Manufacturers are cutting their margins to the bone, and getting a subsidy from Intel, in an effort to make ultrabooks more affordable.
Acer, Asustek Computer and Toshiba may be able to put out hardware below the critical $1,000 mark, unnamed sources told DigiTimes, and by 2012 prices could drop by up to 10 per cent. Intel is providing a $100 marketing subsidy as well, in a bid to further reduce costs.
The paper quotes build cost estimates for a 13-inch ultrabook as $940 – consisting of $690 for materials, $100 for manufacturing and $150 for marketing and distribution costs. The processor, SSD drive and screen are the biggest ticket items, costing $175-200, $140-150 and $45-50 respectively. Intel’s subsidy will help, but it’s clear OEMs aren’t going to be seeing much profit from sales.
Lenovo, HP, Toshiba and Dell are also planning to have new ultrabooks out in time for the Christmas selling season according to the source. This end of year period is going to be crucial to those companies who are hoping ultrabooks (a name Intel has trademarked) will breathe new life into laptop sales.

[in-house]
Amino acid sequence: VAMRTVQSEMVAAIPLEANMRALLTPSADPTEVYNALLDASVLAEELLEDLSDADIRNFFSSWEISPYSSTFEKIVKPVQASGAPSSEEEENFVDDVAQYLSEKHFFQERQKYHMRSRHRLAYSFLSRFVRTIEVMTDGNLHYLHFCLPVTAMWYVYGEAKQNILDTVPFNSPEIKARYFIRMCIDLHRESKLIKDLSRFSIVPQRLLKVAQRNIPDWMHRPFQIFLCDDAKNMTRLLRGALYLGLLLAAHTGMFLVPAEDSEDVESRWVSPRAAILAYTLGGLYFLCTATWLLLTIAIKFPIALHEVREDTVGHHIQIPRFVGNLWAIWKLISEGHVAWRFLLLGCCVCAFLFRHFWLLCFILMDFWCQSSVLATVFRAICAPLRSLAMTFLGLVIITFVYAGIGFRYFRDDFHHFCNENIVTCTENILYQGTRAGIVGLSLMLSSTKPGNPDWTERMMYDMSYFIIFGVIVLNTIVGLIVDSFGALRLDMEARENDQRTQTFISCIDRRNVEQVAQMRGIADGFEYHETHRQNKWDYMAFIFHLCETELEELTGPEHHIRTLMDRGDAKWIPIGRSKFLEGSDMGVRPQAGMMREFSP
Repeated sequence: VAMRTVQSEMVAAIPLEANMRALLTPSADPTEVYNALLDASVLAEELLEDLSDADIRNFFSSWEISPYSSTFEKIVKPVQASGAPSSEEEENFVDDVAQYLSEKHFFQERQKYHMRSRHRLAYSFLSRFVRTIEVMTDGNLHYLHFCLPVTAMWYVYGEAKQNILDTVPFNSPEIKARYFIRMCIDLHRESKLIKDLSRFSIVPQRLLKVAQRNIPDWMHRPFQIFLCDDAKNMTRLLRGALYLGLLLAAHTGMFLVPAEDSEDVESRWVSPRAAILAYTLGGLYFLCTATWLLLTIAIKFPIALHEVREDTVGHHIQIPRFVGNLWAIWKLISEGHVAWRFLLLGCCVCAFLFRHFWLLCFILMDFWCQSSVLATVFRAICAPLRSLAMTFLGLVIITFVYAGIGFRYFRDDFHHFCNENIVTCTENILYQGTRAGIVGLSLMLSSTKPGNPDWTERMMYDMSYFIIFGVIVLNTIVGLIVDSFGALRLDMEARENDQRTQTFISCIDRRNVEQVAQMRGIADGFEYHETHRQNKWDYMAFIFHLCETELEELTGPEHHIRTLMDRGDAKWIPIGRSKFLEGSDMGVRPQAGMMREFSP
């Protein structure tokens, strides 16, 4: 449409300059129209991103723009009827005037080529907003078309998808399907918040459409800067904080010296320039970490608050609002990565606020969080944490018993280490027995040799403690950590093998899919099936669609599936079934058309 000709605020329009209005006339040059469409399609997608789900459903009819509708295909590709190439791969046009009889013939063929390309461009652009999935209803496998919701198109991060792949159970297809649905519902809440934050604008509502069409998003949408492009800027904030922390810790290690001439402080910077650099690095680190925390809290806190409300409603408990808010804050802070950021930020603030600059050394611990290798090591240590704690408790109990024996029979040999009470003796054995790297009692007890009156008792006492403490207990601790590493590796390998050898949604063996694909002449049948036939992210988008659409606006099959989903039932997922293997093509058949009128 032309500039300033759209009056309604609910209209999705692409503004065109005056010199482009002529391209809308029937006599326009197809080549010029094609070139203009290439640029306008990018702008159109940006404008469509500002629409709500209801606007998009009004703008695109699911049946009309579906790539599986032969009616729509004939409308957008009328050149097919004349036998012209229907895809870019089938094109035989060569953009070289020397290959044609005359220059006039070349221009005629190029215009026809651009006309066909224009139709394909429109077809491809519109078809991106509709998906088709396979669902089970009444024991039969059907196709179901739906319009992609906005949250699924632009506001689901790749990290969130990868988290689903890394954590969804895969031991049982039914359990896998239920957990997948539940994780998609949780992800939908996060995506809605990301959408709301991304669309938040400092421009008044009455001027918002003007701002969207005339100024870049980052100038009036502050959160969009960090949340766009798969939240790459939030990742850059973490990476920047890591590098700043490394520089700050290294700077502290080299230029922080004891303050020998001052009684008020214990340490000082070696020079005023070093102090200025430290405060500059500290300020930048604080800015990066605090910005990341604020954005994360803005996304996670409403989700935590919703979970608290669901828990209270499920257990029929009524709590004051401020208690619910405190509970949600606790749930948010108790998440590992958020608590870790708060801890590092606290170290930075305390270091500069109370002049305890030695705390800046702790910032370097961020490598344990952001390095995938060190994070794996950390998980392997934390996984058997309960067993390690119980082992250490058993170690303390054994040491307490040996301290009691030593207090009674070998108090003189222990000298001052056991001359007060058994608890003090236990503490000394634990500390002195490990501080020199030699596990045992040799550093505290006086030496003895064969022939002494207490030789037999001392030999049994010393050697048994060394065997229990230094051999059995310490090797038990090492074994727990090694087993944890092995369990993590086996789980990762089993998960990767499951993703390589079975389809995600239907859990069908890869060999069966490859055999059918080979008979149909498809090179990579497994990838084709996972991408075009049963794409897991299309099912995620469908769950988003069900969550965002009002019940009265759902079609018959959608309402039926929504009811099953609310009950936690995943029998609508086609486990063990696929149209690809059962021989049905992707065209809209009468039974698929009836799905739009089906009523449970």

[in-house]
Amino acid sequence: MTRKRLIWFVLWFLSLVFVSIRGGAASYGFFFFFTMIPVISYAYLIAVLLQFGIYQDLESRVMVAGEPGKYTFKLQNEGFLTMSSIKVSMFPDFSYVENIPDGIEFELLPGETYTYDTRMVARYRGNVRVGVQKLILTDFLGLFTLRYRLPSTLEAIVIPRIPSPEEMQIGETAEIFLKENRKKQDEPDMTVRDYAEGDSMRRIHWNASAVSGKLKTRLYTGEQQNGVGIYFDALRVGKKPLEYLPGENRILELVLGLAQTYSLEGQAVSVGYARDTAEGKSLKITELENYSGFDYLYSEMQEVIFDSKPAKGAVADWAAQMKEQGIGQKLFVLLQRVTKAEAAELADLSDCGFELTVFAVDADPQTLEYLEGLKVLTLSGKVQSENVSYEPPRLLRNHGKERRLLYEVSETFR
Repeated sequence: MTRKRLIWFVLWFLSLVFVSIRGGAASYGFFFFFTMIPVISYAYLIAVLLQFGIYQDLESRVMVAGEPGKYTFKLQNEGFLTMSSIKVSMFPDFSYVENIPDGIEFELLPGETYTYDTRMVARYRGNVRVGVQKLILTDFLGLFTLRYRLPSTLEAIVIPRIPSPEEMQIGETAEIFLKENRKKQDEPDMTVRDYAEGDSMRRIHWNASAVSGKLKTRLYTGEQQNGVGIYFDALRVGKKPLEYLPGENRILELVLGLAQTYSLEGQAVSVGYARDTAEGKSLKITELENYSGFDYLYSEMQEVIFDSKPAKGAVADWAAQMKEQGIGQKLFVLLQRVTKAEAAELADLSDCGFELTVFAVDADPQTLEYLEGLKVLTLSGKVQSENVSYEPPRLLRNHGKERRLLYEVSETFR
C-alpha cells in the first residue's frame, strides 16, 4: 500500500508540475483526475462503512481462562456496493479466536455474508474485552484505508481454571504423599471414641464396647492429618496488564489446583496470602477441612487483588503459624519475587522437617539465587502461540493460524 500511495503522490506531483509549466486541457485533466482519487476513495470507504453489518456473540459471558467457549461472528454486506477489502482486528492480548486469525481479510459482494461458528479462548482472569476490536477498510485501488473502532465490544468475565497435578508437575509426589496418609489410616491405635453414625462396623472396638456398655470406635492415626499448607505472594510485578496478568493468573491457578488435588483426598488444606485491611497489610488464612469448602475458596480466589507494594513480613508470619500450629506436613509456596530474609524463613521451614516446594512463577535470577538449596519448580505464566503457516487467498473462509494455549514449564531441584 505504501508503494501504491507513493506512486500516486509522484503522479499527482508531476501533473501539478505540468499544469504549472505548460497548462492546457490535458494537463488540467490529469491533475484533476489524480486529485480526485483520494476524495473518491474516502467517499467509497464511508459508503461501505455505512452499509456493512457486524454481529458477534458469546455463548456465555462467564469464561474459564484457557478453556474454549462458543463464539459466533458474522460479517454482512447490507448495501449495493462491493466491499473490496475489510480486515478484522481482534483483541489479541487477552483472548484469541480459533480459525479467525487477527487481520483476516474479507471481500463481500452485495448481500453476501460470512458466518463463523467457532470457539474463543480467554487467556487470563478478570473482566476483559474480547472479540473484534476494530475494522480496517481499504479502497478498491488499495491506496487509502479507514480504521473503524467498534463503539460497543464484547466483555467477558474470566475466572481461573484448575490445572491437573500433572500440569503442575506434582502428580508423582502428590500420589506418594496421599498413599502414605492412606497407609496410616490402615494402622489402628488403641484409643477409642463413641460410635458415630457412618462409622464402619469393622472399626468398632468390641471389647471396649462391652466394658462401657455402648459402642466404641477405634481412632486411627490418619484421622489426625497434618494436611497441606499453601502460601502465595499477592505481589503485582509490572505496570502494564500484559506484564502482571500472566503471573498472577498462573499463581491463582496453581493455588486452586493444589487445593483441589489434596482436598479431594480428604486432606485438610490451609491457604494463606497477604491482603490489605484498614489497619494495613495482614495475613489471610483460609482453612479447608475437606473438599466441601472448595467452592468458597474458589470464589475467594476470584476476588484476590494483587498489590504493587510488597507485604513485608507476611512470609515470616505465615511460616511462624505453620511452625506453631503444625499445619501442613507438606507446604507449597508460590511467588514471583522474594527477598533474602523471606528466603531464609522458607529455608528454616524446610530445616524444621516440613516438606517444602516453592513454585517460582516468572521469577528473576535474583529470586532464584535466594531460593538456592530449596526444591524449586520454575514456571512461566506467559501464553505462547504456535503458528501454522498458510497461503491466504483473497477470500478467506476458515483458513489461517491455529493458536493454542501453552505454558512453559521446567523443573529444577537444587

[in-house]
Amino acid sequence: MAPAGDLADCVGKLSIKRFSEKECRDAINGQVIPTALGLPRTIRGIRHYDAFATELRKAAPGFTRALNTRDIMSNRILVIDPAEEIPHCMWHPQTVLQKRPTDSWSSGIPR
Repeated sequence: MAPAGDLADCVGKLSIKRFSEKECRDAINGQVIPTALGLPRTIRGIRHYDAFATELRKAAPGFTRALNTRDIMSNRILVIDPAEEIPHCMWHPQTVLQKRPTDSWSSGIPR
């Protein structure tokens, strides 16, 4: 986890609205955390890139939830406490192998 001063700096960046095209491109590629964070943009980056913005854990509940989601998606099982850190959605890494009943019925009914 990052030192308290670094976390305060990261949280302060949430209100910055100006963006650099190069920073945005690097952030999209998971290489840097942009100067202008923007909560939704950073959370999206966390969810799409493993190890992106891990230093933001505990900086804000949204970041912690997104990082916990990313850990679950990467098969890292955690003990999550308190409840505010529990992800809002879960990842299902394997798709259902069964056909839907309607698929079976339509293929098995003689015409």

So far ultrabook sales have been less than stellar, with Apple still dominating the expensive end of the laptop market. Intel is keen to sell more processors using the design, as well as finding takers other than Apple for its Thunderbolt data connection system, and possibly NFC hardware, but analysts have warned that the platform needs to become much cheaper if it’s to take off.
Acer is certainly bullish about the market. President Jim Wong reportedly told journalists that the company was planning on shipping 250,000-300,000 ultrabooks in the last quarter of the year and said prices should slip to $899 next year and $499 in 2013. ®